I know FDM printers are slow at that resolution, I've had 9+ hours prints on the Ultimaker2, one failed at some point close to the finish.
    Is the Robo3D somehow slower than average, or is it the same as other FDM printers?
     
  6. WheresWaldo

    WheresWaldo Volunteer ( ͠° ͟ʖ ͡°)
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    I would say that if you looked at a graph of all printers in this range (design and price) it would likely be in the bottom half with regard to speed. It is not the fastest printer out there. As @mark tomlinson mentions printing that small will require slow movements, You will likely need additional parts cooling to keep your very small models from staying too soft.
     
  7. FootCreamAristocrat

    FootCreamAristocrat New Member

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    I think there are other solutions to the temperature problem, though I'm not sure there are very cost effective, like making an envelope around the model so that the tip moves away from the model between layers, but this will double the printing time. may just sticking a PC fan there will be simpler.

    Anyway I don't expect to print a lot in this resolution, it's just something that I would like to be able to offer as a service provider.
     
  8. mark tomlinson

    mark tomlinson ༼ つ ◕_ ◕ ༽つ
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    Most software has a minimum time to print for a layer and will either slow down the movement to match or will pause the print head as needed.

    In my experiments you have to reduce the print speed more than linear with the scale. So if we assume 0.2 layer height is 'standard' then 0.05 would be at least 1/4 the speed. In reality a touch more even to maximize the quality.

    @tesseract is really the go-to on this given how much he has played with the tiny scale (and how good his results were)
     
  9. mark tomlinson

    mark tomlinson ༼ つ ◕_ ◕ ༽つ
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    He has a thread under SHOW AND TELL (look for "Jeff's printer has arrived")
     
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  10. janot928

    janot928 Active Member

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    I've printed a bit under the 0.1mm layer height.
    a few things:

    not all slicer works great at those resolution: only S3D worked nice. forget about Slic3r Mc etc...

    the only things you need to know is to calibrate your extruder and then your XYZ.

    under 0.1mm you will need support, forget about bridging overhang are more forgivable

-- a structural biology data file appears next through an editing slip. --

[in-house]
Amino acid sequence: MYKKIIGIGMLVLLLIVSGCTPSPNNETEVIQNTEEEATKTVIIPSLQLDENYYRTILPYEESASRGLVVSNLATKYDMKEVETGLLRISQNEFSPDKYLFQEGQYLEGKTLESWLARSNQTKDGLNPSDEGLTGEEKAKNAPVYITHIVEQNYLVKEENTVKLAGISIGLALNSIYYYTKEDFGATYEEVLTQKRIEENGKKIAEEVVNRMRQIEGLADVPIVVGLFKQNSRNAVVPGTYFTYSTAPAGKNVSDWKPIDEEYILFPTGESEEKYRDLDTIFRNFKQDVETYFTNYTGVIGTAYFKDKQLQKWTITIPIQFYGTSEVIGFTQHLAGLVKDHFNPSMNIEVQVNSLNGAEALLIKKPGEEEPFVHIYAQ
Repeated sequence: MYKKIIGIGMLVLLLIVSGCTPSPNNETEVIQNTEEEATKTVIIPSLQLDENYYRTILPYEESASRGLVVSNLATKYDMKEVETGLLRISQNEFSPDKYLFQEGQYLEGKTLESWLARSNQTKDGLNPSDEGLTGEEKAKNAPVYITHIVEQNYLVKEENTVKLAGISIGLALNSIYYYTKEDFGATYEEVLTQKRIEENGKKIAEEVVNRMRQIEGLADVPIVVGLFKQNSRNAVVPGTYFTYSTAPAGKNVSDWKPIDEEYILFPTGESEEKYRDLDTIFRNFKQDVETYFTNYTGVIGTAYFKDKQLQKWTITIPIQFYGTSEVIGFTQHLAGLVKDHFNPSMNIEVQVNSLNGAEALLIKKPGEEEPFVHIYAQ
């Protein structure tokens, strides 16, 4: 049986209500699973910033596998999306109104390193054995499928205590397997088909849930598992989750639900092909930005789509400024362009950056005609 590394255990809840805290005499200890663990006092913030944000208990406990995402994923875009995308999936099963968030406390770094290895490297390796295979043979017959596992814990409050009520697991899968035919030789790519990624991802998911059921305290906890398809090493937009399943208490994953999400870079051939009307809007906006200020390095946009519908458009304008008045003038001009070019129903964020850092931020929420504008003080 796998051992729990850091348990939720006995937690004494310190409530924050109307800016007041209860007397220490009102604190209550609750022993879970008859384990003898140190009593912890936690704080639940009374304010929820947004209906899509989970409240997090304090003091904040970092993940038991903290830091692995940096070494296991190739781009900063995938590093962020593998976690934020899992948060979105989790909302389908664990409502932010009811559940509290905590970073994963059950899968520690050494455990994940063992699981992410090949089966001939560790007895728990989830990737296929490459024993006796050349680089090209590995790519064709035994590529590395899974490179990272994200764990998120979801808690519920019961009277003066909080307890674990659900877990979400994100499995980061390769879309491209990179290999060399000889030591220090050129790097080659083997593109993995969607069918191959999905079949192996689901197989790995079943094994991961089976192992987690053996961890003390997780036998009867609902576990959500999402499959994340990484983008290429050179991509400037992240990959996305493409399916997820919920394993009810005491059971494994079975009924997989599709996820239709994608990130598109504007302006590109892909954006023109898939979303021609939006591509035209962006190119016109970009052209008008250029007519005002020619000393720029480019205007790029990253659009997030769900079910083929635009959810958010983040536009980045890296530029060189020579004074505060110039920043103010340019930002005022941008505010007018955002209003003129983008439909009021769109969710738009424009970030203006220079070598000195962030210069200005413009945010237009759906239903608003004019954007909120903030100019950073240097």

And slow speeds (i print between 15 to 25 mm/s)

    If you need help i think @tesseract has the most experience when it commes to that
     
  11. FootCreamAristocrat

    FootCreamAristocrat New Member

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    I was planning to use Cura.
     
  12. janot928

    janot928 Active Member

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    might do it, but i never got cura to work with my printer
     
  13. FootCreamAristocrat

    FootCreamAristocrat New Member

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    It would be nice to hear @tesseract's opinion, and also how different is his printer from the stock R1 Plus. I checked the thread "Jeff's printer has arrived" and actually started to go through all the threads he ever started, but so far I didn't see much reference to printing below 0.1 mm
     
  14. janot928

    janot928 Active Member

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    All i can recommand is calibrate your printer perfectly. then try to do a 100micron layer and then go 75 then 50 then 25 then 10 micron.

    go step by step and do not try to rush it.
     
  15. mark tomlinson

    mark tomlinson ༼ つ ◕_ ◕ ༽つ
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  16. tesseract

    tesseract Moderator
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    Actually in my profile you can see this
    Accomplishments: VERY reliable first layer adhesion process; 10,25,50 micron prints; multicolor prints; multi-material prints on E3dV5 May 28, 2015

    That is .01 , .025 and ,.05

    This were very small prints 3 side pyramids without a base and about 5/8 inch tall and the finest resolution took about 90 minutes to do and the surface felt like wet dry sandpaper no layers could even be felt. The reason for not doing more was the time it took to get it all setup and the print time with no real good purpose to do so other than to see how fine I could go. this was all way before the auto bed leveling and Matter Control so what I did as far as setup was completely manual